English local authorities encouraged to align with SDGs in green recovery planning

The body representing 335 of the UK's 339 local authorities has launched a guide for engagement and alignment with the UN's Sustainable Development Goals (SDGs), which it claims should be accelerated in efforts to "build back better" post-pandemic.

English local authorities encouraged to align with SDGs in green recovery planning

Councillors in cities such as Newcastle (pictured) have already pledged to align planning and policy with the Global Goals

Produced as part of the Local Government Association’s (LGA’s) partnership with UK Stakeholders for Sustainable Development (UKSSD), the guide states that the full scope of the SDGs will not be achieved by their 2030 deadline without local leadership.

Beyond the fact that SDG alignment is “the right thing to do” over the coming decade, local authorities have much to gain from accelerating action across the scope of environmental, social and economic indicators, the guide states.

It argues that the SDGs provide a strategic framework for streamlining planning and policy review; that SDG-aligned action will improve health, wellbeing and the economy on a local level, minimising healthcare costs; and that the SDGs can help councils foster productive, mutually-beneficial partnerships with each other, NGOs, charities, businesses and other stakeholders.  

SDG alignment is also the natural next step following a climate emergency declaration, the LGA claims. The majority of English and Wlesh local authorities (299) have declared climate emergencies since the IPCC published its landmark report on global warming in 2018, with many having since set net-zero targets that are more ambitious than the national mandate.

“Addressing climate change merits very high priority, but the issue is too large and too complex – and the stakes too high – for it to be tackled in isolation,” the guide states. “It must be dealt with alongside other pressing environmental issues, such as air pollution and biodiversity loss, and action should be taken in ways that complement and give equal weight to the pursuit of inclusive growth and social justice.”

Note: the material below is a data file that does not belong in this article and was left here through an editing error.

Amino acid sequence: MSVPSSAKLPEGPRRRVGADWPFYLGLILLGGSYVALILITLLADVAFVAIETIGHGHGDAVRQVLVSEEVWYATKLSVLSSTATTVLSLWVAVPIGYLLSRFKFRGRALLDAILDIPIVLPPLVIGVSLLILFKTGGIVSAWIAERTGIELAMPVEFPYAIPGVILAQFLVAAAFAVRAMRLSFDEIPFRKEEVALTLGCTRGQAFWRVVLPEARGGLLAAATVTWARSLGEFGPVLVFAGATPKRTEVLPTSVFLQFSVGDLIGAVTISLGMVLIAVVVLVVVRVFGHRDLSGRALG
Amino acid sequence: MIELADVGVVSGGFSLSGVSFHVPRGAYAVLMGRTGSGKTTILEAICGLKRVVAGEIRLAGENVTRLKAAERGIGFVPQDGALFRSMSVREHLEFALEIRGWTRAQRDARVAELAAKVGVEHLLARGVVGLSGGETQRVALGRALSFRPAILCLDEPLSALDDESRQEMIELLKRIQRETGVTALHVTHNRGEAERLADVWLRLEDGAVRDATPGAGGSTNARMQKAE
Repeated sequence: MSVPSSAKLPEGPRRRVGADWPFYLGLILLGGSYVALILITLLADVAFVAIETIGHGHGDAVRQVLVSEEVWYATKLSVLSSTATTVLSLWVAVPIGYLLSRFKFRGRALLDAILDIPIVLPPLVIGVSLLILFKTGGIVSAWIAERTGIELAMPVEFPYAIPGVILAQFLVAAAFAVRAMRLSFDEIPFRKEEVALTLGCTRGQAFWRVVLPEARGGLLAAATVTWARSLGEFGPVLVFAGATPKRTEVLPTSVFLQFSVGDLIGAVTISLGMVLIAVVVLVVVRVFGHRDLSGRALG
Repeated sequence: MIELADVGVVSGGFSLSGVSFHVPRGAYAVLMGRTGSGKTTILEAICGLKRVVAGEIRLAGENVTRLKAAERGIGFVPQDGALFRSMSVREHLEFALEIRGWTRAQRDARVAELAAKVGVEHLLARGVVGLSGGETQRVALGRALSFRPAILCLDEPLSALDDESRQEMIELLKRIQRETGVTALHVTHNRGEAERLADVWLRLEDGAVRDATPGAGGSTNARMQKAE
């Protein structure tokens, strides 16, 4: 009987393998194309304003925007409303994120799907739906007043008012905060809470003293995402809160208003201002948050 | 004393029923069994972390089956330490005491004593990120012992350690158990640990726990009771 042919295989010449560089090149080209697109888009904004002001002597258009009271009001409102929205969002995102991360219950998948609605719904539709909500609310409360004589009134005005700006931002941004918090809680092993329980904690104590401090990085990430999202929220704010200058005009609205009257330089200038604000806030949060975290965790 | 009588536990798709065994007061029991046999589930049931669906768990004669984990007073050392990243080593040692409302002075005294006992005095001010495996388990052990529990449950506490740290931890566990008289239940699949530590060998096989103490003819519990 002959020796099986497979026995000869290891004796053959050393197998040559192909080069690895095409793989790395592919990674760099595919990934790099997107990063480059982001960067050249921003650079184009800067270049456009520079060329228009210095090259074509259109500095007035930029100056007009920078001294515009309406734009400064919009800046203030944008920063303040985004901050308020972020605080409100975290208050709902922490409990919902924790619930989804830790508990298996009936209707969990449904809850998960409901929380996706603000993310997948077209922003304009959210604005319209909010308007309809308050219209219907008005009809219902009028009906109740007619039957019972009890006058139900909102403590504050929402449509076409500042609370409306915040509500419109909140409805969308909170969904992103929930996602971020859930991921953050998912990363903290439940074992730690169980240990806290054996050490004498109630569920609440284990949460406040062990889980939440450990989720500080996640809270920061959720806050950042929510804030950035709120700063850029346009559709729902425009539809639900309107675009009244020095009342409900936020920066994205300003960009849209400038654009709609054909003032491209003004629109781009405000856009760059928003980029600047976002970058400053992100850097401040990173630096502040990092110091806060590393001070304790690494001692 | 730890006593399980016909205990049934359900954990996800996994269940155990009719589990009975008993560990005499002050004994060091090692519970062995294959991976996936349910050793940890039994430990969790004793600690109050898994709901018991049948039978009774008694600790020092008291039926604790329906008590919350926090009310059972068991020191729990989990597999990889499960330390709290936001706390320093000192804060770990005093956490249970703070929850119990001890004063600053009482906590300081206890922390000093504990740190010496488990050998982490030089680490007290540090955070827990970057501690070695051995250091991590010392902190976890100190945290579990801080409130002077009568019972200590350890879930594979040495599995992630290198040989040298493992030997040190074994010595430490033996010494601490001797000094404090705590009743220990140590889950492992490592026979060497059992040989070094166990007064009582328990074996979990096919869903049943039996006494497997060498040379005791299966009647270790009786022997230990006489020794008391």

The guide goes on to provide a four-step process for SDG alignment, complete with case studies highlighting councils at each stage of this journey. Councils should conduct materiality assessments to identify priority SDGs before developing initial plans to ensure they deliver the maximum positive impact for minimal cost, it states. This activity should be followed up with work to accelerate engagement and forge partnerships, plus a costed and time-bound schedule of implementation and monitoring.  

Once councils have committed to SDG alignment, they should report annually on progress and advocate for other organisations to follow suit, the guide concludes. These moves will help identify opportunities and challenges, boost transparency and drive wider progress, it states.

“While councils across the country continue to grapple with the unprecedented challenges of the coronavirus crisis, many have come to recognise their unique position as leaders of place,” the LGA’s chair of City Regions Richard Leese said.

“The SDGs provide a guide to rebuilding our economies in a resilient and sustainable way, focusing on creating good lives on a healthy planet for all people.”

Councils which have already committed to mainstreaming SDGs in their policies include Liverpool City Council, Newcastle City Council and Bristol City Council.

Local leadership

Since lockdown first began in the UK, Ministers have faced mounting calls for devolved funding and powers to help local authorities rebuild after the Covid-19 crisis. Proponents of such support argue that it would help the Conservative Party deliver against its manifesto pledge to “level up” socio-economic factors across all regions.

The LGA’s latest analysis outlines how the UK could create almost 700,000 new green jobs within a decade, and a further 488,000 through to 2050, if central Government works with local authorities, businesses and charities to create economic recovery options centred around renewable energy, clean technologies and energy efficiencies.

Joining the LGA in such calls to action have been the Renewable Energy Association (REA), Green Alliance and UK100 – the latter of which is calling for the Government to reskill 2.2 million Brits for jobs in the low-carbon economy.

Last month, the West Midlands Combined Authority (WMCA) produced what it claims is the first green recovery plan from a UK council. The framework complements WMCA’s 2041 net-zero target, outlining a roadmap for the delivery of projects which will decarbonise energy, heating and transport while improving health and wellbeing. Speaking exclusively to edie, WMCA’s director for public service reform Ed Cox said he hoped other local authorities would follow suit, but adapt their plans to account for region-specific context.

Sarah George

Action inspires action. Stay ahead of the curve with sustainability and energy newsletters from edie